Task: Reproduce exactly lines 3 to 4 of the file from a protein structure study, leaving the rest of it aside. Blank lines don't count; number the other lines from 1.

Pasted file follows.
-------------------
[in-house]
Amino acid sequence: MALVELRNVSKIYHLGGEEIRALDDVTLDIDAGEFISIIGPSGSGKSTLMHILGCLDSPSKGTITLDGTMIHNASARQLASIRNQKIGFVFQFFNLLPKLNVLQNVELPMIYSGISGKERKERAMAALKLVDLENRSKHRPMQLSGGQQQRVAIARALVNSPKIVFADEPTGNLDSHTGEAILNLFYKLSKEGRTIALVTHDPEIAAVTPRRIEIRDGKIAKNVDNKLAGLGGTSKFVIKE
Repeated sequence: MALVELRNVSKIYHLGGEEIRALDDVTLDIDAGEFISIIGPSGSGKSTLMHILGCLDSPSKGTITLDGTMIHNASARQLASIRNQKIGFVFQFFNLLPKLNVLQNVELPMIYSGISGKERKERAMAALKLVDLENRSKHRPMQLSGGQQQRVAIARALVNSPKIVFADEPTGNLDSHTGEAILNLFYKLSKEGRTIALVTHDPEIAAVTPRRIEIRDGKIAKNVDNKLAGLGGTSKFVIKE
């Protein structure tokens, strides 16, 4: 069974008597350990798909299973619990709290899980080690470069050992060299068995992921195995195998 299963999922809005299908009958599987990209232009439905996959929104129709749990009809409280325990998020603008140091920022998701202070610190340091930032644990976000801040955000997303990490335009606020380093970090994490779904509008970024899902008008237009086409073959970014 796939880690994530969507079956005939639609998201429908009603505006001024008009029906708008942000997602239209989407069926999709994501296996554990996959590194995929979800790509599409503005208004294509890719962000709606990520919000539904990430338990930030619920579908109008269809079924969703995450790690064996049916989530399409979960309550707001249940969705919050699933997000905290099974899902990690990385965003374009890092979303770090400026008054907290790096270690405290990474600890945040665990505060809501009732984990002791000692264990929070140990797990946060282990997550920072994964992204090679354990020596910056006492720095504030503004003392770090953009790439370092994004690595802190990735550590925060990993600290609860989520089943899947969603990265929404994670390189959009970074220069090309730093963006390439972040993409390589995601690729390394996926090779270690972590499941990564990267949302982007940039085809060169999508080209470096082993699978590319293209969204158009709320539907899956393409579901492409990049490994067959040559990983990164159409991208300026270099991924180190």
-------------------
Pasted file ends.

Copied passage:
Repeated sequence: MALVELRNVSKIYHLGGEEIRALDDVTLDIDAGEFISIIGPSGSGKSTLMHILGCLDSPSKGTITLDGTMIHNASARQLASIRNQKIGFVFQFFNLLPKLNVLQNVELPMIYSGISGKERKERAMAALKLVDLENRSKHRPMQLSGGQQQRVAIARALVNSPKIVFADEPTGNLDSHTGEAILNLFYKLSKEGRTIALVTHDPEIAAVTPRRIEIRDGKIAKNVDNKLAGLGGTSKFVIKE
């Protein structure tokens, strides 16, 4: 069974008597350990798909299973619990709290899980080690470069050992060299068995992921195995195998 299963999922809005299908009958599987990209232009439905996959929104129709749990009809409280325990998020603008140091920022998701202070610190340091930032644990976000801040955000997303990490335009606020380093970090994490779904509008970024899902008008237009086409073959970014 796939880690994530969507079956005939639609998201429908009603505006001024008009029906708008942000997602239209989407069926999709994501296996554990996959590194995929979800790509599409503005208004294509890719962000709606990520919000539904990430338990930030619920579908109008269809079924969703995450790690064996049916989530399409979960309550707001249940969705919050699933997000905290099974899902990690990385965003374009890092979303770090400026008054907290790096270690405290990474600890945040665990505060809501009732984990002791000692264990929070140990797990946060282990997550920072994964992204090679354990020596910056006492720095504030503004003392770090953009790439370092994004690595802190990735550590925060990993600290609860989520089943899947969603990265929404994670390189959009970074220069090309730093963006390439972040993409390589995601690729390394996926090779270690972590499941990564990267949302982007940039085809060169999508080209470096082993699978590319293209969204158009709320539907899956393409579901492409990049490994067959040559990983990164159409991208300026270099991924180190």